“For which of you, desiring to build a tower, does not first sit down and count the cost, whether he has enough to complete it?” (Luke 14:28).
BEFORE EMBARKING ON A PROJECT, MOST PEOPLE THINK ABOUT WHETHER THEY ARE WILLING TO PAY THE PRICE. Halfway through the work is not a good time to start wrestling with whether the results are going to be worth the sacrifice. We should have already done that. So Jesus said those considering obedience to His gospel should “count the cost.” It is disastrous not to do so.
When it comes to following Christ, however, we don’t know what the cost is going to be, at least not specifically. We know that it may be very costly — in fact, it may cost everything that’s valuable to us in this life — but when we are baptized into Christ, we can’t see very far down the road. All we know is that Jesus requires a commitment that holds nothing back. “If anyone would come after me,” He said, “let him deny himself and take up his cross and follow me. For whoever would save his life will lose it, but whoever loses his life for my sake and the gospel’s will save it” (Mark 8:34,35).
So to “count the cost” would be to ask whether we’re willing to make that kind of commitment and then keep the promise even if it kills us. Are there limits to our submission to His authority? Are there any conditions or fine print in our contract with Him? Is there anything we wouldn’t do if following Him required us to do that? These are deep, heart-probing questions, and the serious disciple is one who answered them decisively before he made his commitment. Solomon said about promises in general, “It is better that you should not vow than that you should vow and not pay” (Ecclesiastes 5:5). If all we can say is “maybe,” we insult the God who is our Savior.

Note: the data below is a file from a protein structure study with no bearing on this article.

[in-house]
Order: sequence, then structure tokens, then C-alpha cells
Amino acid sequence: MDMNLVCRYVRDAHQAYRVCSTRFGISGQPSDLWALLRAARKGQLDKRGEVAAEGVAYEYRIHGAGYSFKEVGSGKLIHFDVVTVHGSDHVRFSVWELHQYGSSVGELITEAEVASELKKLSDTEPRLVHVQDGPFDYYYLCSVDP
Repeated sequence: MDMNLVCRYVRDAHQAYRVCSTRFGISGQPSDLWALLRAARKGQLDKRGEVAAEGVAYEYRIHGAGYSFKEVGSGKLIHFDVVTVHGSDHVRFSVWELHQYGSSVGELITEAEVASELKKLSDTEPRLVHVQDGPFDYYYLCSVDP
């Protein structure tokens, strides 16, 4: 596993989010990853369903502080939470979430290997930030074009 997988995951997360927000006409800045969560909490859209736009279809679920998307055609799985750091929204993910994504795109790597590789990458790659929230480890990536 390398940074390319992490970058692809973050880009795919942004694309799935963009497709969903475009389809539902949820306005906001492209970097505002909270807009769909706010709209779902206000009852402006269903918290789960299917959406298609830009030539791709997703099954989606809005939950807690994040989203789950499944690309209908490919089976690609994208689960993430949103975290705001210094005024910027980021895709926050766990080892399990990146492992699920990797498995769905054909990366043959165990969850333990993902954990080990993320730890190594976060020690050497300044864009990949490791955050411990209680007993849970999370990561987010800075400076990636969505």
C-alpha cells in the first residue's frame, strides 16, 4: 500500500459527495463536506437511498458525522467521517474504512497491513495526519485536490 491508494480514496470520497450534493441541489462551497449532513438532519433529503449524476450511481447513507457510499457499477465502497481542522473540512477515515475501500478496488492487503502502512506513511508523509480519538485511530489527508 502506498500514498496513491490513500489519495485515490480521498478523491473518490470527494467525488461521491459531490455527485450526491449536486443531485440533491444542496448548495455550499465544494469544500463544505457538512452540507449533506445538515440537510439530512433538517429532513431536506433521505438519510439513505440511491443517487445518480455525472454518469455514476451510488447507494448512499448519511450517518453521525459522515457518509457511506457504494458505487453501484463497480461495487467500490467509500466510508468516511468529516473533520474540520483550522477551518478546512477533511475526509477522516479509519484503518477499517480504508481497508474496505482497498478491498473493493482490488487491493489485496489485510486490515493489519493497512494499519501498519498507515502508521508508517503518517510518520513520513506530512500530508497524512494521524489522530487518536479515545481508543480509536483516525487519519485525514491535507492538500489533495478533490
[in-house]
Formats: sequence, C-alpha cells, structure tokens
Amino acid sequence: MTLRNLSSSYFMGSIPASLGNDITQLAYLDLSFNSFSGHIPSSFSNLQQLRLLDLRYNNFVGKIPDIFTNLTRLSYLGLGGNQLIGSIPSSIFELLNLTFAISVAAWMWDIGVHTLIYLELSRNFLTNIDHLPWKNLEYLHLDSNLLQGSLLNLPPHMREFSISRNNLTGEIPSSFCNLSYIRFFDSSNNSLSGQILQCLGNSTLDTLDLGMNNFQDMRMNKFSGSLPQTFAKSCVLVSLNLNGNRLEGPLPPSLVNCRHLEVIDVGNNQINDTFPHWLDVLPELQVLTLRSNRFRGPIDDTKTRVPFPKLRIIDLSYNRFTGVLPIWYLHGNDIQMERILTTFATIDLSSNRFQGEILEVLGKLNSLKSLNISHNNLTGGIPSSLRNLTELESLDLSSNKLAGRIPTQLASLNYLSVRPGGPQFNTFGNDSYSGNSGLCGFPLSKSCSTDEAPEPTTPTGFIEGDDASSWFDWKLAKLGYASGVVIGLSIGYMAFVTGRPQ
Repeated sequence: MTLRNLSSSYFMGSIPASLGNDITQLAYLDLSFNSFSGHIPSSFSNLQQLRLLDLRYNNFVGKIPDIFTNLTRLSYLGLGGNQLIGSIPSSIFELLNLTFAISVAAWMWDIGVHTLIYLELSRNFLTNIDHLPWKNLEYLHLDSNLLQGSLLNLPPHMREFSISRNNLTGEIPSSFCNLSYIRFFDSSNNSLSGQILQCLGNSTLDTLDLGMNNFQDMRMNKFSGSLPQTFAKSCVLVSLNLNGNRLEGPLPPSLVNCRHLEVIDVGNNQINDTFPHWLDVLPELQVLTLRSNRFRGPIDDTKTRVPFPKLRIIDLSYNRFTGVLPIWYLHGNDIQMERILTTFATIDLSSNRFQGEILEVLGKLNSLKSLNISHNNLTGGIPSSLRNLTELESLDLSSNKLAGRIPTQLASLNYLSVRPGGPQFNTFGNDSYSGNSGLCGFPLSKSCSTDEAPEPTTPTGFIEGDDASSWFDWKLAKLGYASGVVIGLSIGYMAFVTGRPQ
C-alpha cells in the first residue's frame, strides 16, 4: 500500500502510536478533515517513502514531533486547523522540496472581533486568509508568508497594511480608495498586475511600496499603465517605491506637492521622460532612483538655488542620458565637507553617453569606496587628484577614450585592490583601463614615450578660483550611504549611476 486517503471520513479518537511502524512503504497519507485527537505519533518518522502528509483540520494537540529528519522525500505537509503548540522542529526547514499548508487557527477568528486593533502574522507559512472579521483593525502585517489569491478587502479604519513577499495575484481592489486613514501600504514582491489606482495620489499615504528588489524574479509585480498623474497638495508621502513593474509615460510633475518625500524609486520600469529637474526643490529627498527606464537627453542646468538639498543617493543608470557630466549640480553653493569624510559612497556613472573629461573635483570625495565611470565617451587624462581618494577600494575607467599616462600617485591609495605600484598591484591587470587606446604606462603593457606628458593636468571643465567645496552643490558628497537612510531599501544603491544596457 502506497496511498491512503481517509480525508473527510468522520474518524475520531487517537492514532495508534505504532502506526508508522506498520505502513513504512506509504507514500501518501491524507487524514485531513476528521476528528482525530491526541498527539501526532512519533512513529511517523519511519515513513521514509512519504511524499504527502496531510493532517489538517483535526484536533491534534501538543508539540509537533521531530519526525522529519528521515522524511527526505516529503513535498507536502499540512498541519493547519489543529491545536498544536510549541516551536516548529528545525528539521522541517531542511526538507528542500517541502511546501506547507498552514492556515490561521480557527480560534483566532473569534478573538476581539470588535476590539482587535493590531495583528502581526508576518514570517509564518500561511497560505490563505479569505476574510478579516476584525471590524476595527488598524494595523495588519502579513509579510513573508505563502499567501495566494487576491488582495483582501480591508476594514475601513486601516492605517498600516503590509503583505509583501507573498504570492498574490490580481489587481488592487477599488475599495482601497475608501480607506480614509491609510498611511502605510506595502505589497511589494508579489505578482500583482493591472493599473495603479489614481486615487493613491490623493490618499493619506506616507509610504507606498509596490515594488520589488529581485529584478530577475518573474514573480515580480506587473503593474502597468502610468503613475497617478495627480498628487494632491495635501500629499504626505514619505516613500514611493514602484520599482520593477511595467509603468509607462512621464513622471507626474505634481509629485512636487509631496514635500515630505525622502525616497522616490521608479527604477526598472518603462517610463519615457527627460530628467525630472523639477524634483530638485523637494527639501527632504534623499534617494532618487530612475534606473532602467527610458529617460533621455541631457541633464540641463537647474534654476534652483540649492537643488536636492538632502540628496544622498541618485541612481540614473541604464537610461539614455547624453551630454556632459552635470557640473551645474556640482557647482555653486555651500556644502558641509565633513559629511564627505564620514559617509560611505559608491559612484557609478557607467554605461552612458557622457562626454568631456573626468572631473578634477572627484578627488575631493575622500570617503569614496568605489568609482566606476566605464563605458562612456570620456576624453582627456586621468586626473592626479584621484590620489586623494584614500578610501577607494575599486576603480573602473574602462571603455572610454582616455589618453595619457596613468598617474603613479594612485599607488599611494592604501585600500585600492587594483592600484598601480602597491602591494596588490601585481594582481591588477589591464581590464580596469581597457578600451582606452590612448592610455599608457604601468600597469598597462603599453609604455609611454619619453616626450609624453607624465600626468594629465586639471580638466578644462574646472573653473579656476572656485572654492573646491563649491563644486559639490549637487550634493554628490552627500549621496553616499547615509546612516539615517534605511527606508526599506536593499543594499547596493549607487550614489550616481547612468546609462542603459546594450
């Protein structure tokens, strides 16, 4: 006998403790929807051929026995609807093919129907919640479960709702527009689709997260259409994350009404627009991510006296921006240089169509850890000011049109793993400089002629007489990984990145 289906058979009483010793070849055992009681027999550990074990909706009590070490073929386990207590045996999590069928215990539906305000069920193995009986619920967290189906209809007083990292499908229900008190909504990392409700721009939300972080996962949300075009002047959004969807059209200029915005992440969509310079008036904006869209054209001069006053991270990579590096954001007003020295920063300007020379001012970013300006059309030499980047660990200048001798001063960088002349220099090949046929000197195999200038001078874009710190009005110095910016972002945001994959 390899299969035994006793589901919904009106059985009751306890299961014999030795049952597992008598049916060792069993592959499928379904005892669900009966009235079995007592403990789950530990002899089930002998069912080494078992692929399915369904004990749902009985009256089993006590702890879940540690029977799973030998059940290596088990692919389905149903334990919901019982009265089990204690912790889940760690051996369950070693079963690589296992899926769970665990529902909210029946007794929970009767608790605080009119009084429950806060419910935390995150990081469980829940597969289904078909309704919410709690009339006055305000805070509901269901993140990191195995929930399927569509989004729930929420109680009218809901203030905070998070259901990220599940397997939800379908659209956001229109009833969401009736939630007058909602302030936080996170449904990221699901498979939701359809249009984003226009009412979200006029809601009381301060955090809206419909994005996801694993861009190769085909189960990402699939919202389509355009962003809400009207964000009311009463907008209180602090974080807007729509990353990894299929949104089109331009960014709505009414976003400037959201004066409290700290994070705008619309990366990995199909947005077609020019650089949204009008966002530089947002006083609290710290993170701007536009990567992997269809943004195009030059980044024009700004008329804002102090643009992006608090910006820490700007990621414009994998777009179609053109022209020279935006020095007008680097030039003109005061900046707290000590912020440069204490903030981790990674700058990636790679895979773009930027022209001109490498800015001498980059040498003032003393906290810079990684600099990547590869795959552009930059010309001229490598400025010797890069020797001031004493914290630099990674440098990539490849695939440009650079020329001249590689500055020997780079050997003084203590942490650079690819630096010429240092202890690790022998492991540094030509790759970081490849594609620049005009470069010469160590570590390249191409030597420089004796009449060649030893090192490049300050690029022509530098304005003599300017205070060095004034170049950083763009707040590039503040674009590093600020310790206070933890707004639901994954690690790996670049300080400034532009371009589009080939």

We shouldn’t be surprised that there is a cost to be counted. If rightful love for God is what the gospel calls for, that response will be costly. Love requires sacrifice, and the higher the love, the bigger the sacrifice. But what is the alternative? If we turn away from the gospel because of the costliness of the love it requires, there is nothing left but lesser loves — counterfeits that offer little more than disappointment, having cost us little more than what was convenient. So will we rise to the highest love, pay its price, and receive its joy? There is no more fundamental or far-reaching question in this world.
“True love is always costly” (Billy Graham).